YOUR front page (TES, February 26) tells me that "Many teachers have little or no idea what defines an ethnic minority, what racism is or how to teach about it."
Equally you could say that many teachers do not know enough about disturbed, abused, dyslexic or autistic children and how to teach them; enough about drug abuse, family break-ups, depression in children, bullying, meningitis, asthma, epileptic fits.
Since the "Mr Chips" or "Miss Jean Brodie" teacher has long since been sacrificed to a heavily prescribed national curriculum of targets, levels, tests, tables and paper work, surely such findings should be levelled at parents, community and specialists.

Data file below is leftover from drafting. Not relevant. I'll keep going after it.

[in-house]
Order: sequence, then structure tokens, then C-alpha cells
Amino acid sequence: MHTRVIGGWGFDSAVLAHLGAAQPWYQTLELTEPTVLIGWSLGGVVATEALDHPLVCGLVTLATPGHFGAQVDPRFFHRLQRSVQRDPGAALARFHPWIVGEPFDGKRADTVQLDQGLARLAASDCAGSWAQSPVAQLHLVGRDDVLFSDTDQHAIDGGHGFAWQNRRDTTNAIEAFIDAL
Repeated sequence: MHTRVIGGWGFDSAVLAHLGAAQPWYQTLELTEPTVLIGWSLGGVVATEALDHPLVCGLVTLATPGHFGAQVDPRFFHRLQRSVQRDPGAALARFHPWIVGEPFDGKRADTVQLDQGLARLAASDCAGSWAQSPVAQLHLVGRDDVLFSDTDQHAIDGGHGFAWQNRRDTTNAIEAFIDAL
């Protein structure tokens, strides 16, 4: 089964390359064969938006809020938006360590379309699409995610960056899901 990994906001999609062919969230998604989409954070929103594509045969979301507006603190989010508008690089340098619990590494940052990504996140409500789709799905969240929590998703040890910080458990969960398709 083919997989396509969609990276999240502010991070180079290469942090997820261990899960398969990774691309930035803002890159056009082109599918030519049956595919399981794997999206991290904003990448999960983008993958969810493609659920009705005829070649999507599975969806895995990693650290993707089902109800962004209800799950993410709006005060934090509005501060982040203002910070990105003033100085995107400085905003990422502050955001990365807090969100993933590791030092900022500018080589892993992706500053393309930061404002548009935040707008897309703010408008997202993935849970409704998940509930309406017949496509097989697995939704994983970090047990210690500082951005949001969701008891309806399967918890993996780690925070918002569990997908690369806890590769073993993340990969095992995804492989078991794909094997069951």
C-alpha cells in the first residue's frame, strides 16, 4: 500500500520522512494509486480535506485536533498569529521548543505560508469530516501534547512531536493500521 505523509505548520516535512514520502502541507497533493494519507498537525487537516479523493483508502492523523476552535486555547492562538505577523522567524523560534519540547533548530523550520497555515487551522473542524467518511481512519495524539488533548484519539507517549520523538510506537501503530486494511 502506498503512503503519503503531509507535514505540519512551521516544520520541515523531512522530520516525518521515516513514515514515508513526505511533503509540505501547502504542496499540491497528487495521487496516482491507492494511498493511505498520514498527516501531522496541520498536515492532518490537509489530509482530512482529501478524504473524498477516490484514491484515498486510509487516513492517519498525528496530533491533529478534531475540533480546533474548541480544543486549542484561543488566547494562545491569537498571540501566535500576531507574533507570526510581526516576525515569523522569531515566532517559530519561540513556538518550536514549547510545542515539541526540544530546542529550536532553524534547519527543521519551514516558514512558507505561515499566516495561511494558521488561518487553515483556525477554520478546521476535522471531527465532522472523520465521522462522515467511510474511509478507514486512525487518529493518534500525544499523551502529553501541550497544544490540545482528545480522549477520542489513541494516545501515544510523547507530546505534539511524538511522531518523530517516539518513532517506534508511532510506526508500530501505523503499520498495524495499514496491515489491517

Either we need to return to the "whole child" approach to education, giving teachers time to understand fully and address real life skills and issues, or pay specialists to do so, while the teachers simply deliver the curriculum in the politicians' relentless pursuit of academic success.
There are and always will be teachers who juggle both to the best of their ability, because of their awareness of what really matters, but they should not have to do so to the extent required of them now. It is impossible to fit both in effectively. In the name of Office for Standards in Education, levels and league tables, are we really heading for a more balanced society?
Barbara Garner, 9 Brookfield Way, Kibworth, Leicestershire